Congress Blog

Democrats should not expect a blue wave in mid-term elections

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Democrats are dreaming if they expect a Democratic blue wave in the 2018 mid-term elections to carry them to majorities in the Senate and House of Representatives. 

Democratic leaders live in an anti-Trump bubble and obsess about Trump's misbehavior. They believe most voters share their dismay about Trump's outrageous conduct and thus won't vote for his Republican candidates in the upcoming elections.

They believe Democratic candidates can stress anti-Trump sentiments, expound on socially progressive ideas and identity politics, brand themselves as strong Democrats and win elections. Party leaders are badly mistaken. All politics is local. A winning candidate needs a local focus.

Two recent congressional races illustrate the two paths that Democrat candidates can take. Jon Ossoff ran in a conservative district in Georgia and lost. His campaign did not reflect local issues and values. The campaign stressed opposition to Trump, identity politics, and progressive cultural positions that bumped-up against politically and socially conservative outlooks. 

In Pennsylvania, Conor Lamb ran and won in a conservative, working class district that had given Trump a 20-point margin in 2016. His campaign focused on local issues, concerns and values. He stressed the economic wellbeing of his district and promised to fight to protect coal-miner worker pensions, Social Security and Medicare.

The Ossoff- style and campaign narrative reflected the new Democrat - the one who abandoned the working and middle class in favor of the young, affluent, diverse, well educated, and successful in the new digital economy.  While this may be the majority of the future, today it is reflective only of the West Coast and the Northeast that have prospered in the high-tech economy. 

Elections throughout the 50 states will be won by focusing on the working and middle class and by proposing ideas that appeal locally, especially in districts and states that traditionally have supported Republicans.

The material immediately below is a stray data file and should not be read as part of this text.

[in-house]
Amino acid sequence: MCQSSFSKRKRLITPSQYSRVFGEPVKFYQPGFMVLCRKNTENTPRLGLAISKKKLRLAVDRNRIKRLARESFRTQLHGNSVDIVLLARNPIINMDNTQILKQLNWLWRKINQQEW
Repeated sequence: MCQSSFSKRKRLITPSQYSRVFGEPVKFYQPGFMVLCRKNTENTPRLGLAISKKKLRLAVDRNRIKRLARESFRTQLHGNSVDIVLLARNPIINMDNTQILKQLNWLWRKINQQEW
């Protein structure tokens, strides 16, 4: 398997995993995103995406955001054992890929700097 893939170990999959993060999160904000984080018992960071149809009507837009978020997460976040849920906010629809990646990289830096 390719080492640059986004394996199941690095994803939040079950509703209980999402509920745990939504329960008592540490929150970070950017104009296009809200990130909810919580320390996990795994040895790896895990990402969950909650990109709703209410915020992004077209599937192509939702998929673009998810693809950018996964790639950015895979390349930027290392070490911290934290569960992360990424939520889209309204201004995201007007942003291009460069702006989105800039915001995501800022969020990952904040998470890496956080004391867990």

Republicans are in an advantageous position to keep their majority in the Senate.  In the midterm elections, they will be defending eight seats. Democrats will defend 26.  Nevada is the one vulnerable Republican Senate seat. The Democrats, on the other hand, have several Senate seats that are in jeopardy in conservative states that supported Trump and other Republicans. These include Bill Nelson in Florida, Joe Manchin in West Virginia, Heidi Heitkamp in North Dakota, Claire McCaskill in Missouri, Joe Donnnelly in Indiana, and Tammy Baldwin in Wisconsin. 

If Republicans want to win, they should nominate popular, mainstream candidates.

In the House, the Republicans are more vulnerable and could lose their majority -- despite their substantial gerrymandering advantage. Many Republican House members are retiring, and open seats are more likely to be successfully challenged by the opposition party. If Democrats want to win, they will have to run Conor Lamb-style candidates.

To win in the mid-terms, Democrats need to leave the anti-Trump bubble and conviction that a new majority of young, millennial, affluent, diverse and socially progressive voters will magically emerge in red states. Republican Senate candidate Roy Moore in Alabama was a gift to the Democratic Party. He was discredited and lost. Nevertheless, Democrats should not expect many such gifts. 

Instead, Democrats must reconnect with the middle- and working-class voters.  They can do this with a broad inclusive message coupled with stress on individual state and congressional district concerns.

Polling on the generic ballot, indicating which party voters would support in a congressional election, show the Democratic Party ahead by 4 percent. This is down from 12 percent and means a more difficult path for Democrats to overcome the advantage Republicans have in Congress.

With the exception of the reelection of Barak Obama in 2012, Democrats have done poorly over the last four election cycles. To break the pattern requires letting go of their flawed and often demeaning attitude about working-class and red state voters.  They need to address voters with understanding and appreciation of their concerns and values. And they need to remember all politics is local. 

Joshua Sandman, Ph.D. is a professor of political science at the University of New Haven, where he has studied the presidency and Congressional politics for 50 years.